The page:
Join the Advanced Ocular Imaging Program

Students in the Advanced Ocular Imaging Program are given the opportunity to develop strong research skills in a multidisciplinary environment. Involved in every aspect of the program, students play a vital role in the ongoing development of innovative imaging research. Inquire Now
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Learn With the AOIP

Our students come to us from a variety of programs, and with varied expertise, including medicine, cell biology, engineering, neuroscience, image processing and computer programming.  Medical students at Medical College of Wisconsin typically participate via the Clinical and Translational Research Pathway. We also accept undergraduate students through both the Program for Undergraduate Research Experience (PURE) and Summer Program for Undergraduate Research (SPUR) programs offered through the MCW Graduate School, as well as high school students participating in the Research Opportunity for Academic Development in Science  (ROADS) program. In addition, we have numerous other research opportunities for local students from the Milwaukee School of Engineering, UW Milwaukee, or Marquette University.

If you are interested in our program, please contact Joseph Carroll to discuss current research opportunities.  Get to know our current students on this page or view our graduates on our alumni page.

Get to Know Our Current Students


Gelique Ayala

Medical Student; Clinician Educator Pathway


(414) 955-2078

I am primarily interested in studying ocular development. Specifically, I am working to identify factors that could explain foveal pit variation within a healthy population.


Heather Heitkotter

Graduate Student


My general focus is neuroscience; I enjoy investigating the underlying mechanisms of behavior and neurological function. I have a particular interest in neurological development and related disorders, which I hope to explore via cellular activities and phenotypic expression.


Tammi Holle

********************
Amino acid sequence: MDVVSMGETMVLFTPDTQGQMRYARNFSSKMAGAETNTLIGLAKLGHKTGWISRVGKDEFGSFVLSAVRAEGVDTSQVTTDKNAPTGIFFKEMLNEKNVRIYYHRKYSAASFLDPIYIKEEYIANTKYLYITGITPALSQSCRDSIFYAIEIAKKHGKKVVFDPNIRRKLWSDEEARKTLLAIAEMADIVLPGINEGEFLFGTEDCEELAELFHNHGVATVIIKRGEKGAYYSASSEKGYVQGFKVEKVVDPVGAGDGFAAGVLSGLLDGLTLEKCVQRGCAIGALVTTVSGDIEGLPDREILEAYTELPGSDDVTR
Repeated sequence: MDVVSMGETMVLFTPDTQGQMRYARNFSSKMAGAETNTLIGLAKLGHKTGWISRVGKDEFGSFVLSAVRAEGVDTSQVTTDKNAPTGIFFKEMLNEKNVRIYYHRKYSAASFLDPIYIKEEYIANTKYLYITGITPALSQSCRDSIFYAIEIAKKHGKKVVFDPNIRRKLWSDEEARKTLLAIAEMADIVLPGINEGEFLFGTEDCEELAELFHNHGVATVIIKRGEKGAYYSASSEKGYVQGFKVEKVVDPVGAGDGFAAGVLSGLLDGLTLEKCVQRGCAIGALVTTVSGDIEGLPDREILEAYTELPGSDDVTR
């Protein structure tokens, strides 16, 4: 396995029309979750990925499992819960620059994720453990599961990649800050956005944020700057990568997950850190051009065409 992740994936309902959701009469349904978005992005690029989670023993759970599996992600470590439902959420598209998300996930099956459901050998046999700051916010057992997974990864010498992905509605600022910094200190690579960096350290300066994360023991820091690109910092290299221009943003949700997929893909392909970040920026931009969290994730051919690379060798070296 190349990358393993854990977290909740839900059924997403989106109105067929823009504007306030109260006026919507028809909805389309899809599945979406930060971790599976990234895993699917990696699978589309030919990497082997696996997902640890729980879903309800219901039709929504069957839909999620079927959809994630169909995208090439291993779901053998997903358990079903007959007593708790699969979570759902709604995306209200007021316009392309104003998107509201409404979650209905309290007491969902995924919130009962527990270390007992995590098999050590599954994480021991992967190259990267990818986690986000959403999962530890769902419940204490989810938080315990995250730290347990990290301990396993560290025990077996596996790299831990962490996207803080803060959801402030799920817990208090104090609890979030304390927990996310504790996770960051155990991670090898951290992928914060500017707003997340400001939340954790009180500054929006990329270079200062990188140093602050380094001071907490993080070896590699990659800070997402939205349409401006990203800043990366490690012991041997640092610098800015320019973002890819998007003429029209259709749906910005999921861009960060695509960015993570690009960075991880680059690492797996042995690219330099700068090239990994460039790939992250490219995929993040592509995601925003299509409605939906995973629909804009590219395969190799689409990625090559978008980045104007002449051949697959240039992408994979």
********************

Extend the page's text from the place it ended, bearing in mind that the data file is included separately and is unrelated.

Medical Student; Quality Improvement and Patient Safety Pathway


I have joined Dr. Carroll's lab for the summer through MSSRP, and I will be focusing on reliability and repeatability of cone counts in subjects with retinitis pigmentosa and Usher's syndrome.


Alison Huckenpahler, PhD

M4 Student


(414) 955-2051

Advised by Joseph Carroll, PhD, Ophthalmology & Visual Sciences, Biophysics, and Cell Biology, Neurobiology & Anatomy


Rachel Linderman

Graduate Student


My research interests include retinal vasculature imaging and changes with disease.


Alexander Salmon

Graduate Student


My research interests include software, hardware, and biological solutions to improve adaptive optics scanning light ophthalmoscopy (AOSLO) and optical coherence tomography (OCT) imaging in animals as well as developing animal models of retinal disease and developing contrast agents for OCT.


Abigail Scheidt

Medical Student; Clinical and Translational Research


I am primarily interested in the quantification of melanin using Near-Infrared Autofluorescence techniques.


Jacob Szpernal

Medical Student; Quality Improvement and Patient Safety Pathway


My primary research focus is on human subject safety in ophthalmic research. Currently, I am looking to characterize safety measures that are in place for human subjects among institutions.


Ruth Woehlke

Doctoral Student


My research interests primarily lie in studying and developing new, improved adaptive optics imaging techniques.


Erica N. Woertz, PhD

M3 Student


(414) 955-2017

Advised by Joseph Carroll, PhD, Ophthalmology & Visual Sciences, Biophysics, and Cell Biology, Neurobiology & Anatomy; located at the Eye Institute


Ching Tzu Yu

Graduate Student


My research interest is generally focused on neuroscience and stem cell related research.